How to Know When Your Writing Sucks and When it Rocks

  • November 22, 2011 by Corbett Barr
  • 6 Comments

You don’t have to be the most eloquent writer on the block to write well. You don’t have to possess an incredible vocabulary, be a fountain of knowledge or know every nuanced rule of grammar.

Unless you’re writing to impress other writers or literary fiends, basic prose can accomplish a lot.

If you’re writing online, you probably want to either inform, entertain or inspire your audience. Ideally you’ll try to accomplish two or more of those at the same time.

So how do you know whether your writing is effective, or if it simply sucks?

How your audience reacts is one way to measure. If they share your work, leave comments or email you directly, you know that your writing struck a chord.

When your writing is great, people will praise you. Your readers will tell you how much you touched them, how it felt like you “read their minds” or that they shared your article or book with everyone they know.

The problem is, when you’re just starting out, you don’t have an audience to judge the reactions of. You never know if your writing is good, yet undiscovered, or terrible and repellent.

There is one way to know if your writing sucks when you’re just starting out. Ask yourself this question:

Are you boring yourself with your writing?

This question is the canary in the cole mine for writers. If you’re boring yourself, there’s little chance you’re wowing your audience.

Once you find yourself bored with what you’re writing, it’s time to run for the exit and search for a different mine to excavate.

Keep in mind, if you aren’t boring yourself with your writing, it doesn’t automatically mean it’s good stuff, but at least you’ve checked that one crucial box.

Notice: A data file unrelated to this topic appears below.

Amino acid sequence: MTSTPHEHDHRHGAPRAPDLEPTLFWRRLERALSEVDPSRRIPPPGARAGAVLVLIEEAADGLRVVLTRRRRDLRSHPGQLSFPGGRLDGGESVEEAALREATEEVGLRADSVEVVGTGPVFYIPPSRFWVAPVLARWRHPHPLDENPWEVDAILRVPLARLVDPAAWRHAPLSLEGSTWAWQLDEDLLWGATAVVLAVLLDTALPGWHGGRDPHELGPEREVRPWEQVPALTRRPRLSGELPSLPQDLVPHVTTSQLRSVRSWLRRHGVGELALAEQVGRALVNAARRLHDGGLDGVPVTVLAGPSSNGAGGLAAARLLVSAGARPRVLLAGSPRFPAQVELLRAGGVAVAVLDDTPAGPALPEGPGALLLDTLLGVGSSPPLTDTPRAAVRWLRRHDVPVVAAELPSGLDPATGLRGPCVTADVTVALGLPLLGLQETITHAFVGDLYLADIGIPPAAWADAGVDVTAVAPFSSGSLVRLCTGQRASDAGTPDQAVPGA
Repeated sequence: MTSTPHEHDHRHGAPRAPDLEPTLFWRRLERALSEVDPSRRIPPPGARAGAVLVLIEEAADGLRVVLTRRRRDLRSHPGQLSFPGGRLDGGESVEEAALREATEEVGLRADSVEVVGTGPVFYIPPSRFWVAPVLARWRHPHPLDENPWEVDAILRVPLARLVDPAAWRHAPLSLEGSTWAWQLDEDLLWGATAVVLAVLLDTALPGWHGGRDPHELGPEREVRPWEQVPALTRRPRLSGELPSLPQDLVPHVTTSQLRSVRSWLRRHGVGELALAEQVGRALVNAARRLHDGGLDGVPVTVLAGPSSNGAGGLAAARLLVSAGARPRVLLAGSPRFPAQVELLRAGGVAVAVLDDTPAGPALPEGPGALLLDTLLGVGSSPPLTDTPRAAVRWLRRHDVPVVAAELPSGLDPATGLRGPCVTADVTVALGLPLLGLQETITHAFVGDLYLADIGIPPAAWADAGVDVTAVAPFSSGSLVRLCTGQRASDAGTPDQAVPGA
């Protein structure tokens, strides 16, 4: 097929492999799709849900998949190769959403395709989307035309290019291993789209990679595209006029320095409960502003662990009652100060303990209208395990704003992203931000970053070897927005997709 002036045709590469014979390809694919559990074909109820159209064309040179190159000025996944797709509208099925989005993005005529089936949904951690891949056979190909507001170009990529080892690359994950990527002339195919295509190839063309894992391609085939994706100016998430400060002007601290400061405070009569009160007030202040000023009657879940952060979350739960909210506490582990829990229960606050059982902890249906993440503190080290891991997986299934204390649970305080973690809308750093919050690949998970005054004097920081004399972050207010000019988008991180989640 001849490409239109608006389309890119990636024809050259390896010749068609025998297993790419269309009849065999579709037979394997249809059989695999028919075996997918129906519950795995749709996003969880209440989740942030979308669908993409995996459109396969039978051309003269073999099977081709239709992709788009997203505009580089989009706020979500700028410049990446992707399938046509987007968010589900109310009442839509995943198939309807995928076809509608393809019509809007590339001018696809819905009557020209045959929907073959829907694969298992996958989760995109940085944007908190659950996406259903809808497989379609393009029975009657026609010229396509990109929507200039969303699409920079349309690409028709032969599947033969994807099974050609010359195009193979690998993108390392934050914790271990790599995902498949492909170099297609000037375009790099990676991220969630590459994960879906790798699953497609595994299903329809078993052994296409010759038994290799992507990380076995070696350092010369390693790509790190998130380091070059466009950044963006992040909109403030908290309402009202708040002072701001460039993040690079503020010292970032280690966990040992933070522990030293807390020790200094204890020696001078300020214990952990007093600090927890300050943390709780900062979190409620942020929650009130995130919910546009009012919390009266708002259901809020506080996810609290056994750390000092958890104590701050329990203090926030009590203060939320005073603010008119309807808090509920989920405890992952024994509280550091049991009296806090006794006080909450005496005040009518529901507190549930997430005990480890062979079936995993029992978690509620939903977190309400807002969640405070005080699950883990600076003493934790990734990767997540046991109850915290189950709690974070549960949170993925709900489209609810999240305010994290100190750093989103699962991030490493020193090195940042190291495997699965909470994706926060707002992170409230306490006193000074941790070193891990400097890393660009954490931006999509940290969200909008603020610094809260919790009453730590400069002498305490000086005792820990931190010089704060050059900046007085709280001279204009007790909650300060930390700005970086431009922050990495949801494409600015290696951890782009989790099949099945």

Next step: get an outside opinion from someone you trust. Ask her point blank what she likes about what you’ve written and what she would improve.

When I started this site, I had several conversations with my former high school English teacher to figure out what I was doing right, and what I was doing wrong. I’m not the most eloquent writer in the world, but she helped me use the tools I do have to accomplish my goals.

What about you? How do you know if you’ve written something great or something mediocre? Have you ever gotten an outside opinion?

Have you ever bored yourself with your writing?

Written by . Corbett is cofounder of Fizzle, a place for creative entrepreneurs, writers, makers, coders and artists, all working to support themselves doing what they love independently on the Internet. Follow Corbett on on Twitter.


Think Traffic is now The Sparkline. Click here to check it out.

Or View The Archives

Shevonne November 22, 2011 at 5:51 am

I can tell when my blog posts are mediocre because no one seems to notice on any of the social networking sites that I’m on. Another indicator is how it fares in an analytical way. It’s the same if the blog posts are great. What I usually do is wait awhile, and then take the mediocre blog post and rewrite it to make it great later.